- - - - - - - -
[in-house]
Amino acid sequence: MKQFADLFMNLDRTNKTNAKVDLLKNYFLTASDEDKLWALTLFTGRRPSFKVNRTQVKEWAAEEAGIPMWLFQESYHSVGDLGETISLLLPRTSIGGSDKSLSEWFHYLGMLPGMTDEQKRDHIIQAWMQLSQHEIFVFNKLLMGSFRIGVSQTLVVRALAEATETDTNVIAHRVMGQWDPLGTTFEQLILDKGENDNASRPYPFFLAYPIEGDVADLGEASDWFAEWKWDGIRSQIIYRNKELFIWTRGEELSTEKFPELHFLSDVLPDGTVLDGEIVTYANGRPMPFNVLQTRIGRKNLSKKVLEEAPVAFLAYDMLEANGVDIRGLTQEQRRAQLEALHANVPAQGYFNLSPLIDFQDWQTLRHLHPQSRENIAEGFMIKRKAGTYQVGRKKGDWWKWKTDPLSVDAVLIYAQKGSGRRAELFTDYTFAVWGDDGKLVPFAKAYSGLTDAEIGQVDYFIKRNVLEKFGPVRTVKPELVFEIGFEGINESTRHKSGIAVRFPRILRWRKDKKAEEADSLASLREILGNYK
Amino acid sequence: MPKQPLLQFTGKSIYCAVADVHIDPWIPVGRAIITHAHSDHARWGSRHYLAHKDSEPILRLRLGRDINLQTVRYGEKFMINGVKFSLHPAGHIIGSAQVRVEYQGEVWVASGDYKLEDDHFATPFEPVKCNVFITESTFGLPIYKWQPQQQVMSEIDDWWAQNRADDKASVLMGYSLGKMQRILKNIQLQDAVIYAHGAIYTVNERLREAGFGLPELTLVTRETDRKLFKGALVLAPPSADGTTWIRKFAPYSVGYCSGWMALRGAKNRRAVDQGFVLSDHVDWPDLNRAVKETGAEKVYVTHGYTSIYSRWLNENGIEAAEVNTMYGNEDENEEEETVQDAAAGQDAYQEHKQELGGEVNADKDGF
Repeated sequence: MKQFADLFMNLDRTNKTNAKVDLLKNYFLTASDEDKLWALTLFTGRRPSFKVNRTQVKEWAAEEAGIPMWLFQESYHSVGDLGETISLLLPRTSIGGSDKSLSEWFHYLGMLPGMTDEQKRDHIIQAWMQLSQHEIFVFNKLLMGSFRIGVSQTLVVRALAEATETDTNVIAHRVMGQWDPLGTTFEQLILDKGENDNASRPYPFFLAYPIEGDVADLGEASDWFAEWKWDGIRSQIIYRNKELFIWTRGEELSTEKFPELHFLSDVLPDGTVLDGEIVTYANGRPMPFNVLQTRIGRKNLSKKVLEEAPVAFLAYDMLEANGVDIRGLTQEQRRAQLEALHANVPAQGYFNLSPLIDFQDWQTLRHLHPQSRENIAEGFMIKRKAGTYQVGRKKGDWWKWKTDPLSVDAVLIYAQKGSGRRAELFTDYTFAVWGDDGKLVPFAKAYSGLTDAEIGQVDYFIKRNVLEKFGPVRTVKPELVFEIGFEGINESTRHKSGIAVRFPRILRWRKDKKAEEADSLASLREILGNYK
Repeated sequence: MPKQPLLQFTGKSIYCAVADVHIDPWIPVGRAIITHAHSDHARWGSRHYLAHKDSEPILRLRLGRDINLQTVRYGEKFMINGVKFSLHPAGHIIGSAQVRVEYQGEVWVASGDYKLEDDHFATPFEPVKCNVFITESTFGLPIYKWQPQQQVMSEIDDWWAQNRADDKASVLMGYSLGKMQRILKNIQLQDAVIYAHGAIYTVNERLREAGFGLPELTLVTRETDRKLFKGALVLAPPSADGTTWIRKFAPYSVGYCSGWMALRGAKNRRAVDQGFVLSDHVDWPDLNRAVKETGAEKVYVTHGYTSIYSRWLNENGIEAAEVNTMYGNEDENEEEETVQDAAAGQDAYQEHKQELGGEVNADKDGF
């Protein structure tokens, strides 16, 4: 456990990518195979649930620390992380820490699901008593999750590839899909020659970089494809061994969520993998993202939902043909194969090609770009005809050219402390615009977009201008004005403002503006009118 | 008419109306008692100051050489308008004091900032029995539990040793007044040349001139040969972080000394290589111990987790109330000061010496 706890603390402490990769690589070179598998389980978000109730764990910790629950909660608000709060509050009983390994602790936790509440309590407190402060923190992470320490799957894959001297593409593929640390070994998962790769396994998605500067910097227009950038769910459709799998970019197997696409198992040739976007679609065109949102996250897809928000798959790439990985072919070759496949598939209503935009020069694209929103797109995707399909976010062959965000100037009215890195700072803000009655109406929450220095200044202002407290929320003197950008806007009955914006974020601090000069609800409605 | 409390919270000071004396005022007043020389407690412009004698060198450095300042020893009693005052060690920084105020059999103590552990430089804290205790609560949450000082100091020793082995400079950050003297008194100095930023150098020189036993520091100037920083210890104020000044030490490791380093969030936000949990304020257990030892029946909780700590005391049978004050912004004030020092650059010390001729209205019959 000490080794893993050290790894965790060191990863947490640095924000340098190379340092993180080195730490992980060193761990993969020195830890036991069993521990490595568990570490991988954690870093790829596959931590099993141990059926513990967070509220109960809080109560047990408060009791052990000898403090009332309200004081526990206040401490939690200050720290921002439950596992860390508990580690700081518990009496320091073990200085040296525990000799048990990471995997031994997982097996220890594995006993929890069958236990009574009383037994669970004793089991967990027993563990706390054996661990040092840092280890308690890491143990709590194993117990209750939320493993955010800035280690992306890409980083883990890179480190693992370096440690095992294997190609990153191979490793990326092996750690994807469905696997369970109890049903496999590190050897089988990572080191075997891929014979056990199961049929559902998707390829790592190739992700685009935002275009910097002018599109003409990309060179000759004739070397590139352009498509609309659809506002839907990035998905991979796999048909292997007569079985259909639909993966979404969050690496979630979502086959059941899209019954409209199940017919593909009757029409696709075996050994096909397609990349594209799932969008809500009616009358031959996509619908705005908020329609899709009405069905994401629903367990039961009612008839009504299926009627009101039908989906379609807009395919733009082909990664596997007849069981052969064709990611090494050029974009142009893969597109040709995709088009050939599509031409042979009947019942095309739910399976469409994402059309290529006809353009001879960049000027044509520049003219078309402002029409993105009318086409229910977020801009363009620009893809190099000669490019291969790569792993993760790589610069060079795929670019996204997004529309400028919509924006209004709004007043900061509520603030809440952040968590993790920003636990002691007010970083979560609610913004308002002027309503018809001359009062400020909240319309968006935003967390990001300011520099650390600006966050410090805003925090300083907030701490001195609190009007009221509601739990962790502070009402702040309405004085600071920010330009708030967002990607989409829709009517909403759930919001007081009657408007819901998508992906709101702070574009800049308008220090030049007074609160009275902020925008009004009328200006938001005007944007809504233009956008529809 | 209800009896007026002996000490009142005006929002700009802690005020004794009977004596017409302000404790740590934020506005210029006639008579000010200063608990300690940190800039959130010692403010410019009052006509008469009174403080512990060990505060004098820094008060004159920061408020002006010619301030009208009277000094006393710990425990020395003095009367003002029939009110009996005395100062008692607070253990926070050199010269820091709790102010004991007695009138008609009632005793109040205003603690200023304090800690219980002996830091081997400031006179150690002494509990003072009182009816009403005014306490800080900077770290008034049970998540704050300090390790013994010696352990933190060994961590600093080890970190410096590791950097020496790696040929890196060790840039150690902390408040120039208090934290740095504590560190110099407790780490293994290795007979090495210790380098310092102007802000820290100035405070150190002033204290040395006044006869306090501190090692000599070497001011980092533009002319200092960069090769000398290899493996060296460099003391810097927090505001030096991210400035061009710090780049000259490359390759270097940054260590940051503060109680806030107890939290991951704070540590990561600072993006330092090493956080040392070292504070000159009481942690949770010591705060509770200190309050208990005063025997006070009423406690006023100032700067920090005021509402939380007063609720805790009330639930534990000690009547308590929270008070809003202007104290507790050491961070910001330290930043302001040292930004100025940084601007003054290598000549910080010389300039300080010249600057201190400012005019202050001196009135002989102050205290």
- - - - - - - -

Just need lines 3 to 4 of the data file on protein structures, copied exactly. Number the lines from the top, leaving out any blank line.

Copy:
Amino acid sequence: MPKQPLLQFTGKSIYCAVADVHIDPWIPVGRAIITHAHSDHARWGSRHYLAHKDSEPILRLRLGRDINLQTVRYGEKFMINGVKFSLHPAGHIIGSAQVRVEYQGEVWVASGDYKLEDDHFATPFEPVKCNVFITESTFGLPIYKWQPQQQVMSEIDDWWAQNRADDKASVLMGYSLGKMQRILKNIQLQDAVIYAHGAIYTVNERLREAGFGLPELTLVTRETDRKLFKGALVLAPPSADGTTWIRKFAPYSVGYCSGWMALRGAKNRRAVDQGFVLSDHVDWPDLNRAVKETGAEKVYVTHGYTSIYSRWLNENGIEAAEVNTMYGNEDENEEEETVQDAAAGQDAYQEHKQELGGEVNADKDGF
Repeated sequence: MKQFADLFMNLDRTNKTNAKVDLLKNYFLTASDEDKLWALTLFTGRRPSFKVNRTQVKEWAAEEAGIPMWLFQESYHSVGDLGETISLLLPRTSIGGSDKSLSEWFHYLGMLPGMTDEQKRDHIIQAWMQLSQHEIFVFNKLLMGSFRIGVSQTLVVRALAEATETDTNVIAHRVMGQWDPLGTTFEQLILDKGENDNASRPYPFFLAYPIEGDVADLGEASDWFAEWKWDGIRSQIIYRNKELFIWTRGEELSTEKFPELHFLSDVLPDGTVLDGEIVTYANGRPMPFNVLQTRIGRKNLSKKVLEEAPVAFLAYDMLEANGVDIRGLTQEQRRAQLEALHANVPAQGYFNLSPLIDFQDWQTLRHLHPQSRENIAEGFMIKRKAGTYQVGRKKGDWWKWKTDPLSVDAVLIYAQKGSGRRAELFTDYTFAVWGDDGKLVPFAKAYSGLTDAEIGQVDYFIKRNVLEKFGPVRTVKPELVFEIGFEGINESTRHKSGIAVRFPRILRWRKDKKAEEADSLASLREILGNYK